Parker’s Grille & Tavern in Avon Lake brings luster to a casual neighborhood spot

This article was originally written by Joe Crea and published on Cleveland.com on November 25, 2013.

Sometime during my first visit to Parker’s Grille & Tavern I thought to myself, “I really like this place.”

Which gave me pause, particularly when it came time to declare my ardor publicly. After all, there are plenty of casual neighborhood spots cut from similar cloth, most of them dime-a-dozen operations whose chief distinction is a kind of homogenized “comfy-ness” that droops in the harsh light of scrutiny.

Parker’s, on the other hand, holds up. I’d lay credit to the restaurant’s vitality in the hands of co-proprietors James Mowbray and Paul Kalberer, who’s also executive chef. The duo tempered their talents in one of the industry’s hottest crucibles, Morton’s of Chicago: over the past decade they led the front- and back-house operations at the

Though Parker’s is no Morton’s — neither in tone, focus, or deep-pocket allure — the partners and the team they’ve amassed maintain similar standards. Greeters and servers are professional yet cordial, in a genuinely glad-you’ve-stopped-by sort of way. In an early interview Mowbray was clear that he and Kalberer intended a casual, affordable place, not a “destination.”

The menu they feature has a cover-all-bases kind of appeal, hitting all the common notes while employing just enough panache to keep things interesting. So do many chains, at least in theory. The chief difference is that under Kalberer’s generally watchful eye, most everything I sampled was executed with precision. That’s rarely the case in chainland, where the results sink into flaccid mediocrity.

Often they’re little touches, like the fresh-tasting blue cheese and Thousand Island dressings offered with the House Wedge Salad ($5, or $4 when ordered with any dinner entree) and the crunchy chunks of thick bacon chips scattered among the accompanying diced tomato and frizzled onion crisps. (Parker’s Grilled Caesar, also $5, is quite good, though not edged with quite the smokey char I’d anticipated.)

The kitchen’s attention is magnified when it comes to quality ingredients, like the seven snapping-crisp shrimp that arrived — otherwise unadorned, apart from an adequate plank of garlic bread — in a pool of buttery buffalo-style sauce under the label “Hot & Spicy Shrimp” ($10). Kalberer’s crabcakes ($11 for a pair of moderately-sized cakes) are plump and zesty without overwhelming the plump chunks of sweet crab meat. Better than Morton’s, I daresay.

Because this is not a steakhouse per se, Parker’s leans heavily on casual offerings. Burgers, along with a selection of sandwiches (including a very good crab cake sandwich, $13) play a prominent role on the menu.

The Norm Burger ($12) is maybe the best example of the extreme decadence available at Parker’s. Topped with grilled onions and mushrooms, oozing with sharp cheddar and a slice of crisp bacon — oh, what the heck, there’s a fried egg up there, too — it’s a meal big enough for a longshoreman and fit for a discerning burger lover. Hand-cut fries and a choice of a toasted Kaiser roll or a pretzel bun are part of the deal. If you choose not to share, you may want to read up on those recent studies about the benefits of statins. My wife and I equally enjoyed a Cajun spice-dusted Black-n-Blue Burger ($11).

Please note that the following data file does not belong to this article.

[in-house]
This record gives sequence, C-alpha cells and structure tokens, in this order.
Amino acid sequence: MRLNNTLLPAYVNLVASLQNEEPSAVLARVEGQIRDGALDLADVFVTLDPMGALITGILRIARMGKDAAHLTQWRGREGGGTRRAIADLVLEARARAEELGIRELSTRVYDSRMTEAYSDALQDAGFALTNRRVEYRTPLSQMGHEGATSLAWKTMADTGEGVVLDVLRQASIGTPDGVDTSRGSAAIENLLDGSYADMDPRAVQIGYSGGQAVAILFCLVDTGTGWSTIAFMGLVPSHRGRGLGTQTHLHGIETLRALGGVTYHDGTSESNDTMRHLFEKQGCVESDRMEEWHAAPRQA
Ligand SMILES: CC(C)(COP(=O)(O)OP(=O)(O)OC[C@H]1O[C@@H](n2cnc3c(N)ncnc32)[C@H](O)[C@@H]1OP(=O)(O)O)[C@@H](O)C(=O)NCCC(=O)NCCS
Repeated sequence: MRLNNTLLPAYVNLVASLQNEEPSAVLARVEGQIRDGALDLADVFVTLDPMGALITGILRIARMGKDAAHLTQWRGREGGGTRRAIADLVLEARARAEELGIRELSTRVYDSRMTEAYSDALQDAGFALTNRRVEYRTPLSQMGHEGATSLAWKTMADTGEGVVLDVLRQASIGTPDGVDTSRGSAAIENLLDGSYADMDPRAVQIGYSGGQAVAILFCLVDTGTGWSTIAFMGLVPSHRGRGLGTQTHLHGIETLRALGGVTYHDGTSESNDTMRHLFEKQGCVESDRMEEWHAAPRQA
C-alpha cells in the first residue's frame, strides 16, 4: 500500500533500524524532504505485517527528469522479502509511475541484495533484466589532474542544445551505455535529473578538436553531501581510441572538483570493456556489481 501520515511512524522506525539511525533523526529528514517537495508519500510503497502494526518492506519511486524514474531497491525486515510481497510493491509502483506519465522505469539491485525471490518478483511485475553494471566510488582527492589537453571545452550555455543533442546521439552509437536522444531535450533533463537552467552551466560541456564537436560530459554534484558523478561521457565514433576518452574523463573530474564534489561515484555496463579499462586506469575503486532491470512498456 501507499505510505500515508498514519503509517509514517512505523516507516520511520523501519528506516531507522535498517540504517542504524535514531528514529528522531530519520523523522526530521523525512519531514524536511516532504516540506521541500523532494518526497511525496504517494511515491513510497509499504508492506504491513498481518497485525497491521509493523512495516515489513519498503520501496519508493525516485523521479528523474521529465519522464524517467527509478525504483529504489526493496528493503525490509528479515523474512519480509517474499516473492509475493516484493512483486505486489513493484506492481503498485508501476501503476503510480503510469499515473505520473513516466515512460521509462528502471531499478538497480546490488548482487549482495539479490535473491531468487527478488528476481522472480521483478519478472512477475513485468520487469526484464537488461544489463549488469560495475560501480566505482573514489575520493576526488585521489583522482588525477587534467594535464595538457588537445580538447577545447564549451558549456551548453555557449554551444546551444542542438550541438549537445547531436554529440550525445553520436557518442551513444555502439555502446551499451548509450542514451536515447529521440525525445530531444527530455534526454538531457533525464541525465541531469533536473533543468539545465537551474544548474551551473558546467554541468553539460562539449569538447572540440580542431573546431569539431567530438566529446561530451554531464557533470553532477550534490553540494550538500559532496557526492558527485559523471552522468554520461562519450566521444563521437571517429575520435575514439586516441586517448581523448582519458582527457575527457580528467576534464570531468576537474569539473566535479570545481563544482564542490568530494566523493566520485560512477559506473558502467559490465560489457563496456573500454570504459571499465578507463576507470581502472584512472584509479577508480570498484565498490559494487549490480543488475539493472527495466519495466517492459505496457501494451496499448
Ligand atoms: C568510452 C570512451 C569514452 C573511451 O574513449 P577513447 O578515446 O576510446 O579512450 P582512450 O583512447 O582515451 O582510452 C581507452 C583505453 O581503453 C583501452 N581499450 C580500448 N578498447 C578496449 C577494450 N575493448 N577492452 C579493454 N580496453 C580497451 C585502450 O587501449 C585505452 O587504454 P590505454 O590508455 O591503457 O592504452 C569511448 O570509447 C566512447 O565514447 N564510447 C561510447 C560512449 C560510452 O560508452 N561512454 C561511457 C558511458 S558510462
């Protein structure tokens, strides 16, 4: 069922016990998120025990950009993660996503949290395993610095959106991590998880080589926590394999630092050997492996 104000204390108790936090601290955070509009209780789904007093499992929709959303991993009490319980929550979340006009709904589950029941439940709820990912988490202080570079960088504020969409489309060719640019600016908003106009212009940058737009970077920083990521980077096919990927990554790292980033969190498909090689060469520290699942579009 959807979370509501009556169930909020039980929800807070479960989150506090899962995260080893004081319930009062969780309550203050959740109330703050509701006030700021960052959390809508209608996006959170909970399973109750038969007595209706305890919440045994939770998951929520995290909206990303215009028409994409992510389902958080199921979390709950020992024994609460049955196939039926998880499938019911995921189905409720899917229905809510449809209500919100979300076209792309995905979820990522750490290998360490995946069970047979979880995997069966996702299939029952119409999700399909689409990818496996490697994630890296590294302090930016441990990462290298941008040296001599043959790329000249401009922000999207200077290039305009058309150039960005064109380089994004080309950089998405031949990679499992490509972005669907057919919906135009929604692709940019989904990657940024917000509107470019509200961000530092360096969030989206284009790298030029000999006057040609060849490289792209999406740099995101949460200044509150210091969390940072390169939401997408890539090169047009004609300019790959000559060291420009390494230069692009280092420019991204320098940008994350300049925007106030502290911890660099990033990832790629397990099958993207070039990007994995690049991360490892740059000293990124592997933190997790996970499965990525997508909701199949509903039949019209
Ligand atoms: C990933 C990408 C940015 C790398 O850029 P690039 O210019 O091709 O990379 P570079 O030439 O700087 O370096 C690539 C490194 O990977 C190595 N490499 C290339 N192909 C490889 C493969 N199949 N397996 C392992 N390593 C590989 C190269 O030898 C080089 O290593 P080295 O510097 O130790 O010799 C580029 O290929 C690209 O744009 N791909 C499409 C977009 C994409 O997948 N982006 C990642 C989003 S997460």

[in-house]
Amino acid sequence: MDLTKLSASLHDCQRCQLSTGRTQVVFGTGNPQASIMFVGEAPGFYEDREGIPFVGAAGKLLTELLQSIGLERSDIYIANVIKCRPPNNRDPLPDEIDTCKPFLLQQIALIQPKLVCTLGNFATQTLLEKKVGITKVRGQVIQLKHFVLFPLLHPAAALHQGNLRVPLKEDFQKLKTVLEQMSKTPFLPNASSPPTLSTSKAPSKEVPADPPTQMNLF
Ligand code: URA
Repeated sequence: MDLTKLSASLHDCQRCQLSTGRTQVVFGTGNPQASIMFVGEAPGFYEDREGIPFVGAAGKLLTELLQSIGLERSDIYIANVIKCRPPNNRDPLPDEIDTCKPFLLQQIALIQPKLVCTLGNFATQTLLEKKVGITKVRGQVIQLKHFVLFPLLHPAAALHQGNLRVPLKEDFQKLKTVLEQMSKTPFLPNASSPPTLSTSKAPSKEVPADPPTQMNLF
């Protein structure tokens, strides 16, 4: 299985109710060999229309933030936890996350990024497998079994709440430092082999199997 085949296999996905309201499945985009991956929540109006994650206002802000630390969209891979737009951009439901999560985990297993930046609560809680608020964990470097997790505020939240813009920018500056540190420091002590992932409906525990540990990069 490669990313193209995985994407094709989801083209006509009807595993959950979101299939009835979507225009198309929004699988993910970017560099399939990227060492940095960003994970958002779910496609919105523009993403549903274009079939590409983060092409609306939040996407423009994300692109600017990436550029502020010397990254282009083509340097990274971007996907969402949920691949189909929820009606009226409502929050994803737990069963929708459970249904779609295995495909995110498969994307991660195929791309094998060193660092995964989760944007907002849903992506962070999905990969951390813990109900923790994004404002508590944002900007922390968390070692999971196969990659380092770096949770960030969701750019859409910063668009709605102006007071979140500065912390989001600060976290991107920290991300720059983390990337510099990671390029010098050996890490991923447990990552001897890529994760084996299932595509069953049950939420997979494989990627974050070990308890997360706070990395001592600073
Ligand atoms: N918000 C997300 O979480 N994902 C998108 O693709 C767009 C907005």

Other meaty, upscale entrees were equally satisfying and just as well handled. Because of their Morton’s credentials, the first thing I chose from the Mowbray-Kalberer menu was one of their touted hand-cut then aged Angus Reserve steaks: specifically, the 22-ounce Cowboy Ribeye (at $35, by far the top-end of Parker’s menu). It may have lacked loftier pedigrees, but this was a damned fine steak — modestly seasoned, grilled precisely as requested and still sizzling when it arrived. Good “smashed” red skin potatoes and pencil-thin grilled asparagus joined in on the plate.

Recalling one daily special, seared duck breast paired with a simple cranberry relish and an excellent pilaf of farro, wheat berries and rices ($22) makes me want a few more bites though I’m still quite full from supper. By the same token, I’m hoping my son hasn’t found the leftovers from another special, a beautiful 16-ounce pork chop — double thick, grilled to a turn, and marinated then glazed in a molasses-and-coffee combo ($17).

Don’t overlook the a la carte vegetables sides (each, $5). We particularly doted on the fried mix of thin-sliced brussels sprouts, onions and bacon (an occasional offering): a bit greasy, but seductive. The au gratin potatoes (a $2.50 surcharge if you sub them for the red skins) are good without overly rich creaminess.

Desserts (most, $6) are modestly but satisfyingly sized. The seasonal bread pudding (one evening, pumpkin with ginger, served with cinnamon ice cream) and a moist, light lemon cake are two fine choices.

There’s an actual Parker, by the way: the preschool-aged son that Mowbray and his wife, Victoria, are raising. His name hangs over a door that previously opened into eateries operated by storied Cleveland restaurateurs: Michael Symon’s Bar Symon, and the Swingos family’s Swingos Grand Tavern.

Though restaurant futures clearly aren’t the smartest gamble, if I were a betting man I’d wager that Parker’s will stick around, and that its namesake will one day help run the place.


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